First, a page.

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USAID and its U.S. President’s Malaria Initiative have awarded the Johns Hopkins Center for Communication Programs a five-year, $40-million contract to distribute insecticide-treated mosquito nets to the residents of Tanzania and Zanzibar.
Current interventions in place to protect people from malaria – most notably insecticide-treated mosquito nets and indoor spraying – work well, but new CCP research suggests that, in many places, more is needed to eliminate the threat.
A new CCP-led study found that targeting men, travelers and seasonal workers could accelerate elimination of malaria in Zanzibar.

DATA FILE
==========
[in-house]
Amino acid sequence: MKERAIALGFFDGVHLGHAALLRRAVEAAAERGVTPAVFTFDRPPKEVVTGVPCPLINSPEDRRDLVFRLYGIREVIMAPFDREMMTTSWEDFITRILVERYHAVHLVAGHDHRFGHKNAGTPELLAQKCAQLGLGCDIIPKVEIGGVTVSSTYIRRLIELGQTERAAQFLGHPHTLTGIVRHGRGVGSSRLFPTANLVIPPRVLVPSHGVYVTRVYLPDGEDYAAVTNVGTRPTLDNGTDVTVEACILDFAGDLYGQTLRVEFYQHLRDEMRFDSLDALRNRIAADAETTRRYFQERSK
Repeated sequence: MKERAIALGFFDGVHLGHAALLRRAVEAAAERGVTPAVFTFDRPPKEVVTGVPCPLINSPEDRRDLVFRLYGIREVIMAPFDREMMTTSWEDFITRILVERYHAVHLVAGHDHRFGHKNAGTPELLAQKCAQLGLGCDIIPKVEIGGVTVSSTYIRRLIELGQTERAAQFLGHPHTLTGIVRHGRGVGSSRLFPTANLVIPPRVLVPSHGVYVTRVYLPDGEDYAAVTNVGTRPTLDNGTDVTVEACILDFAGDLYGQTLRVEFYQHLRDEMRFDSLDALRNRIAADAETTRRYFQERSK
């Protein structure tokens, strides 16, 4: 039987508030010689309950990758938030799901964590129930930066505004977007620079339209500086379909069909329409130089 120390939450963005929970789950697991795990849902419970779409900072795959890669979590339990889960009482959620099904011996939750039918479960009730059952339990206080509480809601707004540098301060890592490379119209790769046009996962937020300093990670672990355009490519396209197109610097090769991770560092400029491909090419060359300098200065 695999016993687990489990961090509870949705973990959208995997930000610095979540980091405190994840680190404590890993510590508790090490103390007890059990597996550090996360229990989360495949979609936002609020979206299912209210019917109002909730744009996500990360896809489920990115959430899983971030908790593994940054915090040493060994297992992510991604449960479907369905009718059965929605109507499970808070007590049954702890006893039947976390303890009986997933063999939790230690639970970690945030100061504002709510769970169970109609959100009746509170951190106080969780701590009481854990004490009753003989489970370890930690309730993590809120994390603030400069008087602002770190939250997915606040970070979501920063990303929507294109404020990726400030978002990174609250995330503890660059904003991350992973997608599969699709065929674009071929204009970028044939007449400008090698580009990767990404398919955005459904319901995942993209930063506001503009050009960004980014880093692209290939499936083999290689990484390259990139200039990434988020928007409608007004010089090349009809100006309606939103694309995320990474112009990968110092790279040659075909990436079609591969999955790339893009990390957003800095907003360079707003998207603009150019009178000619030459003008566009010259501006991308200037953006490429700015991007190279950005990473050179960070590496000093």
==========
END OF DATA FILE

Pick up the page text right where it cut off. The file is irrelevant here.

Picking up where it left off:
“If you really want to eliminate malaria, you have to look at what’s causing the remaining malaria cases once you have good prevention tools in place,” says CCP’s April Monroe.
On World Malaria Day this year, the “World Health Organization (WHO) is calling on countries and their development partners to urgently improve access to life-saving prevention tools.” One of the most effective tools in malaria prevention is the insecticide-treated net (ITN). Use of ITNs has
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